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Exploring Captives – Considerations of Various Structures and Understanding Suitability

In the first article of our series, I explored the growing interest in captives in managing defined benefit (DB) pension schemes and their advantages. In this second part, I examine the various structures captives can take and the factors that determine their suitability for different companies.

Captive Structures

Understanding the various structures that captives can take is essential. Two primary structures commonly used are captives with a fronting insurer and captives without.

  1. Captives With a Fronting Insurer

In this structure, the scheme, and the fronting insurer, typically an established UK buy-in provider, execute a buy-in with the option to convert to a buy-out in the future.  Following the buy-in, the insurance premium (net of any assets retained by the fronting insurer), is transferred to the captive as a reinsurance premium.

In terms of ongoing operations, liability payments are made by the captive to the fronting insurer, who then disburses the funds to the scheme members. If the captive performs as anticipated, or exceeds expectations, any surplus capital can be re-allocated to the sponsoring company group.

  • Captives Without a Fronting Insurer

In contrast, captives without a fronting insurer assume full responsibility for managing pension payments. These captives have complete control over their operations but require more resources and expertise to manage effectively. While they offer maximum flexibility, they also come with a greater administrative burden and regulatory scrutiny.

This structure is ideal for companies with extensive risk management capabilities and a desire for complete control over their DB scheme.

In summary, captives with a fronting insurer leverage the expertise and regulatory approval of established providers, with surplus capital benefiting the sponsoring company group. On the other hand, captives without a fronting insurer provide maximum control but require more resources and expertise to manage effectively.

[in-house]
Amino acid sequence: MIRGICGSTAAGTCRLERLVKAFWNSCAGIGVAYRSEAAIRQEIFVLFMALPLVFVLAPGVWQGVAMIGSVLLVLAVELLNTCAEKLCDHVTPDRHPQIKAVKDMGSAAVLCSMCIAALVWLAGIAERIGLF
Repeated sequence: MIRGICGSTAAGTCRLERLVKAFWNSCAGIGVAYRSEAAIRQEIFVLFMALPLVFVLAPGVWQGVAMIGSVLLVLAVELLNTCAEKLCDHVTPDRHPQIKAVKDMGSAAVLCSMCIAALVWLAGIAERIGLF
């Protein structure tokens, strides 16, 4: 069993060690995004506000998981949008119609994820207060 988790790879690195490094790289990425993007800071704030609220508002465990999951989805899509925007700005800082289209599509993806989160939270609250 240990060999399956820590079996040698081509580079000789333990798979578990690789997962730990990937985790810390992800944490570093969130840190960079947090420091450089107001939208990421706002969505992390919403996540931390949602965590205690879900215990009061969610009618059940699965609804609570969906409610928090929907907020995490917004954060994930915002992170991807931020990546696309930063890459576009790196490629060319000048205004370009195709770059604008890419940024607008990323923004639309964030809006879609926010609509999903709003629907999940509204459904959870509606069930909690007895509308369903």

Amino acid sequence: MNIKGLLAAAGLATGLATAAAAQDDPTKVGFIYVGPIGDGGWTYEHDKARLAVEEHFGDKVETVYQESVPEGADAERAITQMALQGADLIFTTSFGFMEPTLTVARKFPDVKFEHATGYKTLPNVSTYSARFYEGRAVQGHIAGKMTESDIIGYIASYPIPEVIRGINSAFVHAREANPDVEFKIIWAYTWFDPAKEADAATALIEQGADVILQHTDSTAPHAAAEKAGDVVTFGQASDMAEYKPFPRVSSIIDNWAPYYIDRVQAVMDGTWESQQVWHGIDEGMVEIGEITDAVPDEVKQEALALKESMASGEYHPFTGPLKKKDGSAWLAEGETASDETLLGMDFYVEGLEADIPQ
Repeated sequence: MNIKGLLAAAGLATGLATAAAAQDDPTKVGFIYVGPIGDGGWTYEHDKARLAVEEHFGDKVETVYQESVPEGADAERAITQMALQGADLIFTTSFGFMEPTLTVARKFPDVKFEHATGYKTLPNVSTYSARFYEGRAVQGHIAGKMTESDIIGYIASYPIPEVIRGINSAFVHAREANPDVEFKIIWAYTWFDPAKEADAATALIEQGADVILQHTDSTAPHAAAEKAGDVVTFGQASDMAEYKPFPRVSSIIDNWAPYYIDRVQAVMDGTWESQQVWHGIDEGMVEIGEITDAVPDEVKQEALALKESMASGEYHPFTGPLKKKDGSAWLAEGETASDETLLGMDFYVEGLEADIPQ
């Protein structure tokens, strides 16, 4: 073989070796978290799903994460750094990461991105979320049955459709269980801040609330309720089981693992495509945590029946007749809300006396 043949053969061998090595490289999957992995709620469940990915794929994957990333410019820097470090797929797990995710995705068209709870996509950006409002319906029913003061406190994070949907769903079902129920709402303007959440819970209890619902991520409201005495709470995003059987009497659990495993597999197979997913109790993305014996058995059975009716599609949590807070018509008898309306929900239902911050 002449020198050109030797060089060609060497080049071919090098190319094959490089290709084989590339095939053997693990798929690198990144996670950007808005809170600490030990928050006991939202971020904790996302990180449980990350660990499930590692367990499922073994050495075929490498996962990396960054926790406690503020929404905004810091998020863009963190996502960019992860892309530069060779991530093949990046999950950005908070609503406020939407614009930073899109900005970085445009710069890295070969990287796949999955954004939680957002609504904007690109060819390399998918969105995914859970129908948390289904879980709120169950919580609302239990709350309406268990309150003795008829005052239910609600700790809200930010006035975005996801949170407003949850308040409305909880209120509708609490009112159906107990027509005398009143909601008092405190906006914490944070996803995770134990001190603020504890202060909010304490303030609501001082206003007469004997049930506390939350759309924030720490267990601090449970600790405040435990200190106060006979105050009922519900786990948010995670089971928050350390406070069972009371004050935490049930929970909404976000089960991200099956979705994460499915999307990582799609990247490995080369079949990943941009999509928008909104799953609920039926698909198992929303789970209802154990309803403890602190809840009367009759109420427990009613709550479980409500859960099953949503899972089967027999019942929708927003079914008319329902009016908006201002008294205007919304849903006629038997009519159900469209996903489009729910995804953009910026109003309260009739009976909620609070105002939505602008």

Understanding Suitability

Despite the potential benefits, several challenges have limited the widespread adoption of captives. Factors such as regulatory complexity, the need for robust risk management frameworks, and the upfront costs associated with setting up captives have deterred some companies from pursuing this option.

  1. Regulatory Complexity

The regulatory landscape surrounding captives can be complex, requiring companies to navigate stringent requirements imposed by regulatory bodies such as the Prudential Regulation Authority (PRA) and the Financial Conduct Authority (FCA). Compliance with these regulations necessitates a significant investment in time, expertise, and resources, which may not be feasible for all companies, particularly smaller companies with limited resources.

  • Upfront and Ongoing Costs

Establishing and operating a captive requires substantial upfront costs, including legal and administrative expenses. These costs, combined with ongoing operational expenses, may present a barrier for companies with constrained budgets or those prioritising immediate cost savings over long-term risk management benefits.

Despite these challenges, captives are particularly well-suited for companies with strong balance sheets and well-funded schemes. Medium to large-sized companies, where the costs and complexities of captives can be offset by the expected returns, are often the most suitable candidates. These companies typically have the financial resources and risk management expertise necessary to establish and operate captives successfully.

Captives offer the greatest value when viewed as a long-term strategic investment rather than a short-term cost-saving measure. Companies willing to make the initial investment and commit to implementing robust risk management practices can reap significant benefits from captives.

In the next article of our series on captives, I will examine the recent Options for DB consultation from the Department for Work & Pensions, which closed in April. Stay tuned for an in-depth analysis of its implications.

If you are interested in learning more about captives and how they can benefit your company’s pension management strategy, we welcome you to reach out to us for further discussion and insights. Our team is here to provide expert guidance and support tailored to your specific needs and objectives.

Exploring Captives – A Three Part Series

There is growing interest in alternative risk management tools such as consolidators, capital-backed arrangements and captives. In the first of a three-part series, this article explores why captives are increasingly becoming more appealing to UK corporates navigating the complexities of DB pension scheme management.